Like extreme right ideologues throughout history (and let’s be frank, these thugs are on the far religious right), terrorists see the destruction of civic society as one of their prime objectives. It’s not just the body count they’re after; rather it’s about raising fear and mistrust in the community, and in this regard those politicians who overstate the risk of terrorism and raise fear in the community play right into their hands.

Admittedly aviation still has appeal for terrorists because in terms of impact there is probably nothing more spectacular than flying a plane into a high-rise building, or as a second-best blowing it up in mid-flight. The terrorists are also helped by some people’s fear of flying. But there are other opportunities for gruesome spectacles: as an engineer trained in explosives I could nominate three or four.

The spectacle of aviation-related terrorism has appeal not only for terrorists, but also for conservative politicians. Conservatives use fear as a powerful political weapon. Fear of aviation-related terrorism, even if the actual risks are vanishingly small, is an opportunity to be exploited.

In economists’ terms we are almost certainly seeing diminished returns for each dollar spent on aviation security, while neglecting opportunities for risk reduction in other areas of our lives. That means because of politically-motivated resource misallocation, the community’s overall risk of death from violence is higher than it could be. Every cop who is patrolling the beat at an airport isn’t out there in other public places and isn’t on the roads protecting us from more real dangers.

For example, researchers found that as a consequence of airport security measures introduced in the USA after the 9/11 attacks, more people were deciding to drive rather than to fly over medium distances – an understandable decision in reaction to higher air fares, greater inconvenience and longer check-in times. It didn’t take long before the number of extra road deaths so induced surpassed the 9/11 fatalities, but these deaths didn’t have the political vividness of aircraft deaths.

It’s notable that in Australia much more attention is to be paid to security at non-metropolitan airports, and surely these costs will be passed on to people living in or visiting rural cities who already face outrageously high air fares. Having lost their railroads many years ago, their only other option is to drive. (But the people of Mildura may rest assured that there will be even less likelihood of a crazed jihadist taking over a Beechcraft King Air and smashing it into the Grand Hotel.)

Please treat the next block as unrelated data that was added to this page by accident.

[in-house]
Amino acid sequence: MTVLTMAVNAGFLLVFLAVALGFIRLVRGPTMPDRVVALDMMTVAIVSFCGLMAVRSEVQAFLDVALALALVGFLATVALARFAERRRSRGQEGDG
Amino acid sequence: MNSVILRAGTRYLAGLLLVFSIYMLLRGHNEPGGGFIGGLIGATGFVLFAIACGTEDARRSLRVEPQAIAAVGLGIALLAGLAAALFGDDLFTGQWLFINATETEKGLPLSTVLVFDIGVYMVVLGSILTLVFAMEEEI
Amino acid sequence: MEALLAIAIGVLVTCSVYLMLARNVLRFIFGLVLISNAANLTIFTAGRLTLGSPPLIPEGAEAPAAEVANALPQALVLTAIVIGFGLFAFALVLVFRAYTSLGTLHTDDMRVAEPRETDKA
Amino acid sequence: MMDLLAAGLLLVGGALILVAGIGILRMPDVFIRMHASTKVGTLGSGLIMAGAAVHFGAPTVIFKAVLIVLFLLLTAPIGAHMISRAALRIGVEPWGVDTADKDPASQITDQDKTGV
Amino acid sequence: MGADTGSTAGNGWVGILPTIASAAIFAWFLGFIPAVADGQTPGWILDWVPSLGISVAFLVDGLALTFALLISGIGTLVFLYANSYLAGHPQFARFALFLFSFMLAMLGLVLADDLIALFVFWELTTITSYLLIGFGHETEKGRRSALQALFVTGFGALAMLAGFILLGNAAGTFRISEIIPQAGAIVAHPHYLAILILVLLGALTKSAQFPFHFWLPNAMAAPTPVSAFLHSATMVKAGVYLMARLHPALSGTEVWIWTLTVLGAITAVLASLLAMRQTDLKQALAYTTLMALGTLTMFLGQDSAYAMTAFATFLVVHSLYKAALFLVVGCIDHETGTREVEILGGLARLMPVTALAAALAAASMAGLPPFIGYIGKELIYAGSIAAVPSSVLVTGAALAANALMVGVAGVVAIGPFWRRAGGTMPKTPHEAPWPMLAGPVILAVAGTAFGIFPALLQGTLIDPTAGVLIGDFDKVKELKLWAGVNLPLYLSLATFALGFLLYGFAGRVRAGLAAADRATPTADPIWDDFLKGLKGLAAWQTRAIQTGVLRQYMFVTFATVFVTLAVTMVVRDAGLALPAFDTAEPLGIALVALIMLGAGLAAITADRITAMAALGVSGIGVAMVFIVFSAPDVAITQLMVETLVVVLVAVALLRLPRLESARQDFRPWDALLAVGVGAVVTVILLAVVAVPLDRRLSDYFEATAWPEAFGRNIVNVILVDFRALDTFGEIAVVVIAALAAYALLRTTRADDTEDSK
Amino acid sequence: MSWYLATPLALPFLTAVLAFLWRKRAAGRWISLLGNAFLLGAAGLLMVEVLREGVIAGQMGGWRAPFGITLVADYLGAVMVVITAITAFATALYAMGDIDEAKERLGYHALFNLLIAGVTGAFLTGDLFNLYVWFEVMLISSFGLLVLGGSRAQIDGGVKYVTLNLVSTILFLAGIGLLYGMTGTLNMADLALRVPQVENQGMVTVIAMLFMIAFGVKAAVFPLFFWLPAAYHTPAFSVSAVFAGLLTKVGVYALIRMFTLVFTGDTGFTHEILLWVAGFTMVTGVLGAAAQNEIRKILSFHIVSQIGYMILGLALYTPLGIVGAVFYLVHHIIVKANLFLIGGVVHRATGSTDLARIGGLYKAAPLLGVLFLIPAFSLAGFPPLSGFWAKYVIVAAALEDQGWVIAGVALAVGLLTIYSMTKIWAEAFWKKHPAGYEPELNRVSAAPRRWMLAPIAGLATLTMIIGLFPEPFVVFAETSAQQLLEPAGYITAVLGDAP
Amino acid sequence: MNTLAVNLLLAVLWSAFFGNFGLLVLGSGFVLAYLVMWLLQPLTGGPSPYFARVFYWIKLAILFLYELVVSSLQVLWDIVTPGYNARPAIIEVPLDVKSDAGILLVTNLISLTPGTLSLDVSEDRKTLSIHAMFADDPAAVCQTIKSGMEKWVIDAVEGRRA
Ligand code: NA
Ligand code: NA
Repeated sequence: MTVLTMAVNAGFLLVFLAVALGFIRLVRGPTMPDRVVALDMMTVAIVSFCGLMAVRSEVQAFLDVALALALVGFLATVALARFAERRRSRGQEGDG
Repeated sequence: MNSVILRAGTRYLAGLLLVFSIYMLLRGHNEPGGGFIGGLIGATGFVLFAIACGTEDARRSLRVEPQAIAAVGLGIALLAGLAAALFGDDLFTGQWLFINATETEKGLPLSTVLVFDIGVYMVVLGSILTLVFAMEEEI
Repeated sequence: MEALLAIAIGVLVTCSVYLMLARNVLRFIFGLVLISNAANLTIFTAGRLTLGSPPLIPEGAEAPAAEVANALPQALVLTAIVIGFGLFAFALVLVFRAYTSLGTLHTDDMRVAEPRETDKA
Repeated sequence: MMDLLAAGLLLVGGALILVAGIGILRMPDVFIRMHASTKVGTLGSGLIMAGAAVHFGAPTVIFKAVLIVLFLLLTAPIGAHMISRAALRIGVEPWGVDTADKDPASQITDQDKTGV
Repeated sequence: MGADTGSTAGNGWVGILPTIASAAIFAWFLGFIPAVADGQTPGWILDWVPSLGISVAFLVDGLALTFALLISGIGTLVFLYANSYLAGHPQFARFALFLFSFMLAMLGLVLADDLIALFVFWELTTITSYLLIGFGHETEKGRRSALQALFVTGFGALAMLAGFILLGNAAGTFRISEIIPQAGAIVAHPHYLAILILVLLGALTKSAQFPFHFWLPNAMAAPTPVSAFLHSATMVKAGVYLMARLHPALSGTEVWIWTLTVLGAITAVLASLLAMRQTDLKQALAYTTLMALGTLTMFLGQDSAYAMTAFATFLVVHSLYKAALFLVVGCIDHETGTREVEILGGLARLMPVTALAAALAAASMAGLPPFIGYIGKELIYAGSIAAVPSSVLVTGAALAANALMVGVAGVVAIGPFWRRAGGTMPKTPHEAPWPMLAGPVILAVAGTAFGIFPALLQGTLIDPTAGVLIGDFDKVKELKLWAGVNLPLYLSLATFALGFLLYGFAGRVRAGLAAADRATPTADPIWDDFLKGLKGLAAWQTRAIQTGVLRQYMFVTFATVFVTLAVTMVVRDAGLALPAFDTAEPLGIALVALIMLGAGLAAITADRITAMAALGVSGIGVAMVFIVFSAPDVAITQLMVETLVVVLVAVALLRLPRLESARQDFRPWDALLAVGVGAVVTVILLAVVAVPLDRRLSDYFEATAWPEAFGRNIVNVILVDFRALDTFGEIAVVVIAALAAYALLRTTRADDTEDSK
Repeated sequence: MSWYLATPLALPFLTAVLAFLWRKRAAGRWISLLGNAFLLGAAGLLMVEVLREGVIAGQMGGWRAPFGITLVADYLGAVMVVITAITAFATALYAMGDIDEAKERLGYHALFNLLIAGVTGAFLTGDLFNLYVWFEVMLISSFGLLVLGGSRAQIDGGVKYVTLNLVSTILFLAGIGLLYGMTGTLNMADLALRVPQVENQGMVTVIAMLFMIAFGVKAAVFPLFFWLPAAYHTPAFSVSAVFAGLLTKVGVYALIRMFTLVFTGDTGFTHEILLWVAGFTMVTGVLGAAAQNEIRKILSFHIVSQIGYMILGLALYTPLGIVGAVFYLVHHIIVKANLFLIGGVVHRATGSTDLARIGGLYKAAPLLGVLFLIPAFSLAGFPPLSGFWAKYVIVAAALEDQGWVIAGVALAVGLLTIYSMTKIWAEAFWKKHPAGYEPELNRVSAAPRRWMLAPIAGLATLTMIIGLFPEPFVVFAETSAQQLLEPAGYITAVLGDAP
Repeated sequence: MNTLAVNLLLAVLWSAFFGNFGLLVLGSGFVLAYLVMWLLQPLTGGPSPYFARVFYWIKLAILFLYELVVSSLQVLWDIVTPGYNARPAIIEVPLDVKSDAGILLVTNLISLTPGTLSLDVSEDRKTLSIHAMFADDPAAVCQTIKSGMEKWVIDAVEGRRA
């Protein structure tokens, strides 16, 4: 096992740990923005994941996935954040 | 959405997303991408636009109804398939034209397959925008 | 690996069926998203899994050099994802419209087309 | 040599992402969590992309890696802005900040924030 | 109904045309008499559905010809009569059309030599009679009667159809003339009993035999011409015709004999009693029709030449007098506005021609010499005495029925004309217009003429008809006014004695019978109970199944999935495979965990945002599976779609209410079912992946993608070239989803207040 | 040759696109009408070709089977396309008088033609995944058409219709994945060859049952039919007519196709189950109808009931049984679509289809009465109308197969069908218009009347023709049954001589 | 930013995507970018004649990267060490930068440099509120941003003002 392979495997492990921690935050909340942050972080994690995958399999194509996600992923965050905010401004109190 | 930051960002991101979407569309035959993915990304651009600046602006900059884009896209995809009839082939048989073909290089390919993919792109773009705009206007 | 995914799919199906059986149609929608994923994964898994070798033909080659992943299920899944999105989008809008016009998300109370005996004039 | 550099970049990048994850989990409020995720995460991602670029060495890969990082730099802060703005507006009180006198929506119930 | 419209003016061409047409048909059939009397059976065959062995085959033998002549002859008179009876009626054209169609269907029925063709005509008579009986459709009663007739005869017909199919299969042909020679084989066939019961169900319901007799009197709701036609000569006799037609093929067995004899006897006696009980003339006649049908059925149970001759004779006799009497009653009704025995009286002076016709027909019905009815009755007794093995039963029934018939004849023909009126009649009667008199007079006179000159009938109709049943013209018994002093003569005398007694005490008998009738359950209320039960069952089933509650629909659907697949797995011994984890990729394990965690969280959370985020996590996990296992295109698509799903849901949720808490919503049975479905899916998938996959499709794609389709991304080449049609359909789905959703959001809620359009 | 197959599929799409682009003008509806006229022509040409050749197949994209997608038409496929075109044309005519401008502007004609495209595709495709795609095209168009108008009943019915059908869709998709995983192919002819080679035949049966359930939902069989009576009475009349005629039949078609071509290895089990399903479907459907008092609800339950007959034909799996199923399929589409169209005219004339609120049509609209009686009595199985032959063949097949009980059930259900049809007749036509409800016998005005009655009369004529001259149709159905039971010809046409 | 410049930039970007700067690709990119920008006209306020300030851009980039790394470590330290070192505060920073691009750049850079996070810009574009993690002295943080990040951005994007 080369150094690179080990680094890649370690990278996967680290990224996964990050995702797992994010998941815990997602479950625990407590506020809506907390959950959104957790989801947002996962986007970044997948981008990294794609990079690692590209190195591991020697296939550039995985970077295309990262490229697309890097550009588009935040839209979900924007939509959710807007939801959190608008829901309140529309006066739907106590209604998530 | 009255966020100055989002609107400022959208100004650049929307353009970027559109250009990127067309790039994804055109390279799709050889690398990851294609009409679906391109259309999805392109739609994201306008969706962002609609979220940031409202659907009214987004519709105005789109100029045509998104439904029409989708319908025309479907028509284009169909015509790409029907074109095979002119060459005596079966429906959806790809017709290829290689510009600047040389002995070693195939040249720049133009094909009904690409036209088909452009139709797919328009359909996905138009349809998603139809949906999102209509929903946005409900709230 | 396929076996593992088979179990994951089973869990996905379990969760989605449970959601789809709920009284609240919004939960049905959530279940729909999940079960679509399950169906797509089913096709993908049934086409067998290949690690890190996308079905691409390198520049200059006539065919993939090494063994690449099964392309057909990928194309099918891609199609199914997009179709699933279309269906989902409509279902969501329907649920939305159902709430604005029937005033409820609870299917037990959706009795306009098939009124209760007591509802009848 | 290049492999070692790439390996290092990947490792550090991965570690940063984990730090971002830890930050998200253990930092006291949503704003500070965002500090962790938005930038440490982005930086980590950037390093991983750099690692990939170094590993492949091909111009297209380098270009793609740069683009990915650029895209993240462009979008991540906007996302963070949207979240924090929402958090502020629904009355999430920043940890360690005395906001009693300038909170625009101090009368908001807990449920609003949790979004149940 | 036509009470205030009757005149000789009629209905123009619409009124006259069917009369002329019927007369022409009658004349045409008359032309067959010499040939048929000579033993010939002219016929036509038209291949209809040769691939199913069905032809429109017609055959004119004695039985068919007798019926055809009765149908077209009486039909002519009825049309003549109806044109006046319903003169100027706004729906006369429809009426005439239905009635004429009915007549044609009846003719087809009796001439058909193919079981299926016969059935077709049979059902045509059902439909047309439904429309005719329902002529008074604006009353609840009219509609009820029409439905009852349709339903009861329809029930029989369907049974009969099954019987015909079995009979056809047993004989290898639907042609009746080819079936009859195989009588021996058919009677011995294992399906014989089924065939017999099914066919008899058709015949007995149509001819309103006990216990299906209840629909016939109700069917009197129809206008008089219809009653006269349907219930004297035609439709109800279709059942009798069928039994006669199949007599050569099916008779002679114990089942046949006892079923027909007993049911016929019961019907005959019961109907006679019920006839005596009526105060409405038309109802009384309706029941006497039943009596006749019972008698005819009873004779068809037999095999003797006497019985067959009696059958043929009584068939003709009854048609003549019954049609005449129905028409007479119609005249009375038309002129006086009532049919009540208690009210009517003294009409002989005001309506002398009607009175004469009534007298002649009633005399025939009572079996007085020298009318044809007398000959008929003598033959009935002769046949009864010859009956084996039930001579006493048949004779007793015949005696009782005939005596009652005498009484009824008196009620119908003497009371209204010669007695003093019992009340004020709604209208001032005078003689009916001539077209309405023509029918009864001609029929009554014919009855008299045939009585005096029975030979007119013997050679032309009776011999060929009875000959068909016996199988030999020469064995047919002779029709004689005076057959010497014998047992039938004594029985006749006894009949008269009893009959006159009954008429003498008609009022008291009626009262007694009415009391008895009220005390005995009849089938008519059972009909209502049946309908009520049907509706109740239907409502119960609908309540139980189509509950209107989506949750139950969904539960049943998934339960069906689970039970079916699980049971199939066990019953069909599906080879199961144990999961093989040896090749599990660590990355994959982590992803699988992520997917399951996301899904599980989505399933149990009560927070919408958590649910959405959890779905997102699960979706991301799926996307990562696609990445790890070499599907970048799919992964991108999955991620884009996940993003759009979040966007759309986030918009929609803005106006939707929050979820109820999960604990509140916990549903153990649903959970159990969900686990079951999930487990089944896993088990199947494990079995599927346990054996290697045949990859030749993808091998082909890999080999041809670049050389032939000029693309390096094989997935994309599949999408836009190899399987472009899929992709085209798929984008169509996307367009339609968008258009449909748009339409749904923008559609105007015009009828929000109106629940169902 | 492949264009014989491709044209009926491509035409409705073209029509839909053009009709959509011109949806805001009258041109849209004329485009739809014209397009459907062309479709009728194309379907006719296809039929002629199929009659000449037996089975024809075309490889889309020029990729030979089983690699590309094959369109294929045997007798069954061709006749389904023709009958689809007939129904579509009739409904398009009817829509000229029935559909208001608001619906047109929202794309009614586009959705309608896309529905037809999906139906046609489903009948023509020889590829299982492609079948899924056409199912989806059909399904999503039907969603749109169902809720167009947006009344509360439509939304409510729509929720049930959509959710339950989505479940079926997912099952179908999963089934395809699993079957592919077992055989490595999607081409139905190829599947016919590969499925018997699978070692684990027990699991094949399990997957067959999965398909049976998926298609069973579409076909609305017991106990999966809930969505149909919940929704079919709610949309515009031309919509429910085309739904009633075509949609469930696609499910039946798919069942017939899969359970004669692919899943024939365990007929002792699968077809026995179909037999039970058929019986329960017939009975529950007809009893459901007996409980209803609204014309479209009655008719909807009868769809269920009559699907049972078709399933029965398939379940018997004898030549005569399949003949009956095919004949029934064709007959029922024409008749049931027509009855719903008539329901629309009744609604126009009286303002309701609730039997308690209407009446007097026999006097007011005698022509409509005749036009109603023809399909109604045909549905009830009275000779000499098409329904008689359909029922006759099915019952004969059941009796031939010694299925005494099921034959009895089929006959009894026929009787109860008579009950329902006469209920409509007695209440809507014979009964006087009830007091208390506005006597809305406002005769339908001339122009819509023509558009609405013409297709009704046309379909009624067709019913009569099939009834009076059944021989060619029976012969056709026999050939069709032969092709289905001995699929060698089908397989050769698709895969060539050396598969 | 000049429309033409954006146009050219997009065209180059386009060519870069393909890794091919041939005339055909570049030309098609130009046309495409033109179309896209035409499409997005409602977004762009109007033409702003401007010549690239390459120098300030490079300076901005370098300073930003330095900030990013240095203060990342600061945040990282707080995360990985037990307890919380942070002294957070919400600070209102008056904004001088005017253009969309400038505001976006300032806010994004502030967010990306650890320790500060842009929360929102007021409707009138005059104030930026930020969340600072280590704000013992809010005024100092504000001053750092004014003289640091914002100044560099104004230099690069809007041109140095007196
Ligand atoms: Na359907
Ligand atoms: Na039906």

The only compelling reasons for the government’s moves on airport security are political. If it really wanted to improve airport security it could do a great deal without spending any money  and without weakening our civil liberties. Our capital city airports have become vast shopping malls, mainly on what is known as the “airside” of airports – that is the area restricted to those who pass through security screening. Anyone who regularly works on the airside – pilots, baggage handlers, shop assistants – must hold an Aviation Security Identity Card, issued after a process of security screening. The ASIC system has certain weaknesses – no security system is perfect – and the more people are permitted to work “airside” the greater is the security risk. It seems that the Commonwealth, in its deals to privatize airports, has allowed the commercial interests of airport owners to override security concerns.

It’s fairly clear that the government has put Dutton’s ideological obsessions and its own re-election ahead of protecting the community from violence.


Ian McAuley is an Adjunct Lecturer in Public Sector Finance at the University of Canberra and a Fellow at the Centre for Policy Development.